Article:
Absolutely fundamental to the Christian religion is the belief that God, as the second person of the Trinity, took on human form and became man. Jesus Christ, whose incarnation we celebrate at this time, was fully divine – and also fully human.
I want to stress here that word “incarnation”, not just the nativity, so familiar from Christmas cards and Nativity plays. Yes, like all other humans he began life as an infant – but he lived and ministered as a man, a real man, fully human, with all that entails. We celebrate the incarnation explicitly at Christmas, but also constantly in the life of the Church, and especially in the Mass. At the consecration, we hear the words, “This is my body”, and on receiving communion, “Body of Christ”, to which we reply, “Amen”. But like so much in tradition, this response has shifted subtly over the millenia.The original response carried rather more punch.
In the early church, when the presbyter administered the holy communion to the faithful, saying “Corpus Christi”, the body of Christ, the response was not “Amen”, as we now have it, but “I am”. Do you see how radical that is? You -I- we- are the body of God, in our humanity.
–Fr Bernard Lynch, in From Queer to Eternity
There is another, fundamentally important implication that must follow from Christ’s fully human nature – his sexuality. Outside the realm of speculation, we have no specific knowledge of the nature of his sexual feelings and responses, but as an adult human male, we can be certain that they were there, even if we do not know what they were.
At the heart of Christianity is the astonishing claim that God became fully human in Jesus Christ a nd took on human flesh. With a body, circumcision, erections, ejaculations, sexual attractions. With eyes that noticed beauty, skin sensitive to the massage of oil and the touch of a woman’s hair. Spittle that he rubbed on the eyes of a man born blind. A taste for good wine and feet that could dance the night away at Cana….Is this not what Jesus took on in the Incarnation?
-Michael Sean Paterson, in From Queer to Eternity
Does it matter that he was male? Well. Catholic tradition certainly thinks so. That is a major part of the insistence on an exclusively male clergy. How do we know that Christ had erections and ejaculations? That follows from his male biology. As any man knows, especially young men (and Christ died while still young) the male genital responses can be completely involuntary (even being used in some research studies and government programs to identify orientation).
So why is the Christian Church, and especially the Catholics, so afraid of the body, and of sexuality in particular? Other religions do not fear sex: many celebrate it to some degree (some religions have even identified divine patrons of homosexual love). The Christian antipathy to the body and sexuality do not come from the Gospel and from Christ himself. The likeliest explanation I have found is that it arises from a combination of a distortion of Greek Stoic philosophy and a belief in the imminent parousia – but as my concern here is specifically with Christology, I will not explore that question further here.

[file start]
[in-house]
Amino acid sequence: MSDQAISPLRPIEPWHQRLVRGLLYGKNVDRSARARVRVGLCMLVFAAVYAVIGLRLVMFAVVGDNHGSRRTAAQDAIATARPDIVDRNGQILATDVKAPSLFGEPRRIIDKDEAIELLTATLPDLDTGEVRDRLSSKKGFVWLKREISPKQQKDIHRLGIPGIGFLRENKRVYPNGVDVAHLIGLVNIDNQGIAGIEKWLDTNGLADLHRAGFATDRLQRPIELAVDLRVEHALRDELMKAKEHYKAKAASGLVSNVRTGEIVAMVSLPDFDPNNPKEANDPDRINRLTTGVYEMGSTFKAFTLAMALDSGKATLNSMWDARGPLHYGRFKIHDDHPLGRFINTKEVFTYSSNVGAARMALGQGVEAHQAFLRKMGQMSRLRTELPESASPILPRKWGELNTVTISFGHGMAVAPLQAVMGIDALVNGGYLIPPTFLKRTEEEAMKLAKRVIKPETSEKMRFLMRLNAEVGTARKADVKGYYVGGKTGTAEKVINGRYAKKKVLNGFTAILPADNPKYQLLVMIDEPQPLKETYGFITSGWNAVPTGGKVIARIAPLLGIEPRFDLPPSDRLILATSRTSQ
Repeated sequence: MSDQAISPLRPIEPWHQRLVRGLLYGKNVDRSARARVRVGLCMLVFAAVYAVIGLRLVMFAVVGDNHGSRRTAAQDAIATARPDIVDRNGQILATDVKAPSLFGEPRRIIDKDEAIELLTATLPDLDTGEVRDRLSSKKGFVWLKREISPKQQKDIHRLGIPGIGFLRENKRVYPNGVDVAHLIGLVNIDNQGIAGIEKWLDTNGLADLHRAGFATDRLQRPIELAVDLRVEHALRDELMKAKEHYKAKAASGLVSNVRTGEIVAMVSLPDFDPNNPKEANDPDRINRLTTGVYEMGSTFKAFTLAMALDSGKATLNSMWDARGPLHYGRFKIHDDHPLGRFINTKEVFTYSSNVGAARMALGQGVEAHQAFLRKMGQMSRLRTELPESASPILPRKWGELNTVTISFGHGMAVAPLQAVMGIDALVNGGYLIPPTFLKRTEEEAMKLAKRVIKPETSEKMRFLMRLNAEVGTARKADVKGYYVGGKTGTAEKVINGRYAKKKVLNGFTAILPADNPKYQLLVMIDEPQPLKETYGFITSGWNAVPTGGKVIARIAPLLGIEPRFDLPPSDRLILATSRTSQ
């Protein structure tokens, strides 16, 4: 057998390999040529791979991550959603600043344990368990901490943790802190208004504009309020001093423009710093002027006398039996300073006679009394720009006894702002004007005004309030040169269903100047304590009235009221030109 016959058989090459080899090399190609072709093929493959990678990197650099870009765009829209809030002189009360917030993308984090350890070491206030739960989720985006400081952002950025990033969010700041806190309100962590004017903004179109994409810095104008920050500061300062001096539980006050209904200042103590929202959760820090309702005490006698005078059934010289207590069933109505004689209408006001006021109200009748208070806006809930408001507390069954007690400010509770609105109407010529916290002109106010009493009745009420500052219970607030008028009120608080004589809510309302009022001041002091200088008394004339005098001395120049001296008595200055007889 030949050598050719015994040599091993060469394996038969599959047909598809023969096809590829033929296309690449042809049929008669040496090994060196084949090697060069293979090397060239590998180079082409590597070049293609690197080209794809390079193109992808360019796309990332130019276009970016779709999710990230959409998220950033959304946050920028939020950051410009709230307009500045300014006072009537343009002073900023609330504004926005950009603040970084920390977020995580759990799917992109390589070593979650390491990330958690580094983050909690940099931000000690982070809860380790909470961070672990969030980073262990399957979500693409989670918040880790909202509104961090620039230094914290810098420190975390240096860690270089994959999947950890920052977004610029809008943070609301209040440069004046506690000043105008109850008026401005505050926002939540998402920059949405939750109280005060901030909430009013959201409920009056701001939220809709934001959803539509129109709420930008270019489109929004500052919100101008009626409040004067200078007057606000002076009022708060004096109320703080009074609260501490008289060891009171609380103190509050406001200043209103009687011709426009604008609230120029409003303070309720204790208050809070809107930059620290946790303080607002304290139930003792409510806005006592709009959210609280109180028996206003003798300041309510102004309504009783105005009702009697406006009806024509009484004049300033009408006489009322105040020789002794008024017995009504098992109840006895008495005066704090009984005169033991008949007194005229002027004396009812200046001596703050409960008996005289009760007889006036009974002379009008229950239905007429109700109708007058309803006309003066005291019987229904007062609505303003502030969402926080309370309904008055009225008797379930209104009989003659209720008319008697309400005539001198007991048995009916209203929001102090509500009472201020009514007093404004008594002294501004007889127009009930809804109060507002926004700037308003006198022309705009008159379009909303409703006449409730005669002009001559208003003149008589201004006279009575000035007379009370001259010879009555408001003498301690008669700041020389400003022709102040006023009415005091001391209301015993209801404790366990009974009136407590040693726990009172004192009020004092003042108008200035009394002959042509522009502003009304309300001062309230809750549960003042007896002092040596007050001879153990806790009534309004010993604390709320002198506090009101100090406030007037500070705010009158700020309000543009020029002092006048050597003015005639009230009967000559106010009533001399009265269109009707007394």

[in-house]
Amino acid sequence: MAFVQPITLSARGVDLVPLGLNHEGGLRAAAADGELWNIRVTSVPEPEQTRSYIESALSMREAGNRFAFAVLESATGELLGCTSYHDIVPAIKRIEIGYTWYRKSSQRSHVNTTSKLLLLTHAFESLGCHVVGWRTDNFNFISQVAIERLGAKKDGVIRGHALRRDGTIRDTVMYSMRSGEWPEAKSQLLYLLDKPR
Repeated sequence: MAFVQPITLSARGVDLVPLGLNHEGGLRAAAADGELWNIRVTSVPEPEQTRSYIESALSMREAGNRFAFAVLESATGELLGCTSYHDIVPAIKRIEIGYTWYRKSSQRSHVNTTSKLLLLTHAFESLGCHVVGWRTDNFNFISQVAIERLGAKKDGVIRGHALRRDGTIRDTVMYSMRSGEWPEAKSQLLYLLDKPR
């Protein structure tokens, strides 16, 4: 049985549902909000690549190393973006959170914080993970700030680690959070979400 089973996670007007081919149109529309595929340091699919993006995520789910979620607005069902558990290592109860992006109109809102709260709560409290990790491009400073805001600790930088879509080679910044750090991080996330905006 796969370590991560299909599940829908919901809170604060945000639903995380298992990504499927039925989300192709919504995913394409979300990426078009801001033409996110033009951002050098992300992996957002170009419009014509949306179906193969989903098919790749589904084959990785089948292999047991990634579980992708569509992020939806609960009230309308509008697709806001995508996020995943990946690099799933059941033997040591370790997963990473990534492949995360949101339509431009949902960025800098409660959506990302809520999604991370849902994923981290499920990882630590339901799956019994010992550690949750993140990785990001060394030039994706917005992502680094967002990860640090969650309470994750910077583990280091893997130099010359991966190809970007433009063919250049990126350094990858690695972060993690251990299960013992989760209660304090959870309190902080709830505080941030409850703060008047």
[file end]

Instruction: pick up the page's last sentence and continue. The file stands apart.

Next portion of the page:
The modern Catholic Church’s extreme resistance to the body has not even been a constant part of its tradition. We know for instance that many of the most celebrated saints and teachers in the mystical tradition of the church used starkly erotic, bodily imagery (including obviously homoerotic imagery). The same attention to Christ’s physical body was also once evident in the visual arts.
Today, we are so accustomed to the sanitised images of the white male in a flowing white robe, familiar from children’s Illustrated Bible Stories and the like, that it is easy to lose sight of the real, human man behind these images. The representations we commonly see, whether as pictures or as crucifixes, would typically suggest that he had no genitals at all – and completely obscure the fact that he was crucified, and carried the cross, entirely naked. It was not always so – as the art historian Leo Steinberg has demonstrated, Renaissance artists in their depictions of Christ’s body did not shirk from indicating the genitals, and even the erections he would surely have experienced. Mark Jordan describes this misrepresentation of Christ’s body as a “corpse” of Jesus created by official Christology.